The editor of a New York exploitation newspaper meets the wife he had abandoned years ago, while using another name, at a LonelyHearts ball sponsored by his newspaper. She threatens to ... See full summary »
Police surround the apartment of apparent murderer Joe Adams, who refuses to surrender although escape appears impossible. During the siege, Joe reflects on the circumstances that led him to this situation.
Barbara Bel Geddes,
Based on the story "Mob Rule" by Norman Krasna. Joe Wilson and Katherine Grant are in love, but he doesn't have enough money for them to get married. So Katherine moves across the country to make money. But things go disastrously wrong for Joe when he stops in a small town and is mistaken for a wanted murderer. Through the course of the movie, Fritz Lang shows us how a decent and once civilized man can become a ruthless and bitter man. Written by
Andre'a M. Thompson <firstname.lastname@example.org>
Script was based upon the 1933 kidnapping and murder of Brooke Hart, the son of the owner of Hart's Department Store in San Jose, California. The two kidnapping suspects were pulled from jail by a group of vigilantes, who dragged them across the street to St. James Park and lynched both of them. See more »
When a stone is thrown through the window at the jail house the sheriff goes over to check it out. There are bars on the window when he first looks out; after they pan back from the people outside, the bars are clearly no longer on the window. See more »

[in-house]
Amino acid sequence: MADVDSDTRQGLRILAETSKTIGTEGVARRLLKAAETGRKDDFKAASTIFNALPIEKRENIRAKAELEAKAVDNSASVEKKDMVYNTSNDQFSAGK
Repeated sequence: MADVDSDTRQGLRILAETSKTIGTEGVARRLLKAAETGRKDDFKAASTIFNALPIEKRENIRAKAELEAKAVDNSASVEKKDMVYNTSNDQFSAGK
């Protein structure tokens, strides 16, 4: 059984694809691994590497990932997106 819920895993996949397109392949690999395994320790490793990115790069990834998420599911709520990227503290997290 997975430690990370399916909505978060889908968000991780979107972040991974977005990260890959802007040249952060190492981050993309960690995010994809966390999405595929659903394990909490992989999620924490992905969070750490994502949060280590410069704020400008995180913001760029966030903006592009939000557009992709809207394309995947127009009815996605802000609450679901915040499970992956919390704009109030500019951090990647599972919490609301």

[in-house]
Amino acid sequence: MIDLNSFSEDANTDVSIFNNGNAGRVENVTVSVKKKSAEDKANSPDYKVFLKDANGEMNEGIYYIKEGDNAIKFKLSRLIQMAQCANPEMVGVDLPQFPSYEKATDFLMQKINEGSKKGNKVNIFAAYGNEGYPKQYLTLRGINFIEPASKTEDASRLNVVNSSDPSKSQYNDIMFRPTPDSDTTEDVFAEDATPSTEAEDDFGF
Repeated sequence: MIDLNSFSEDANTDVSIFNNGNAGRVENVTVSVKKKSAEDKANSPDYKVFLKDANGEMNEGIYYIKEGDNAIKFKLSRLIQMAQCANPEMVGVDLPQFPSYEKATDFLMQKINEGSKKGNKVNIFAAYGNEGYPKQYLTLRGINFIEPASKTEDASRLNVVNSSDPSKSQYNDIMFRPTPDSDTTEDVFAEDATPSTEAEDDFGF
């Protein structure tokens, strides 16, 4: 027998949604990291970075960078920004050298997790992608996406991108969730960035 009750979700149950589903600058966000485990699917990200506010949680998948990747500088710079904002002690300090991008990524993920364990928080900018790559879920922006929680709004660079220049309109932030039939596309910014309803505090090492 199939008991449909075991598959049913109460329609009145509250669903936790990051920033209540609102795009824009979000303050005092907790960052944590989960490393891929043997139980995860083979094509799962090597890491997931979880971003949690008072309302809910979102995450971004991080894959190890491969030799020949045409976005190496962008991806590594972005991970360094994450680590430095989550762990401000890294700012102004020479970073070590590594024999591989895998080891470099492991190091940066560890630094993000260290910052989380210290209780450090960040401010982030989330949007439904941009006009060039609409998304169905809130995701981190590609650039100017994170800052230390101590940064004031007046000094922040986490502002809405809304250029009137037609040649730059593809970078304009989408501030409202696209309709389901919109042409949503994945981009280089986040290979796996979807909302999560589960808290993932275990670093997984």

If those people die, Joe Wilson dies too; you know that, don't you? Wherever you go, whatever you do.
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Lang's first American film is a visceral experience
An idealist sets out to visit his girlfriend, whom he hasn't seen for a year, but he is picked up by the cops for no real reason and thrown into a cell because a flimsy piece of evidence hints that he might be the kidnapper of a young woman. A rumor flares in the small town and soon most of the populace is standing outside the police office demanding retribution.
I won't outline the plot any further, because there are many twists and turns to come. Fury is basically a study in justice, guilt, revenge, and mindless fury. Spencer Tracy and Sylvia Sydney star and are exceptional. The supporting cast is excellent also. Lang's direction is often amazing. It is always stylistic, expressionistic and it challenges you every step of the way. Watch for one scene near the center of the film where Lang cuts together a series of close-ups. His timing is incredible here. The script is imperfect. In fact, there are a lot of instances of unbelievability and silliness in the film. It is a testament to the rest of the script (and the other aspects of the film, too) that Fury ends up being such a great film. I like it nearly as much as M. It may not be quite as good, but it moves at a brisker pace and is thus often more exciting and suspenseful. 9/10.
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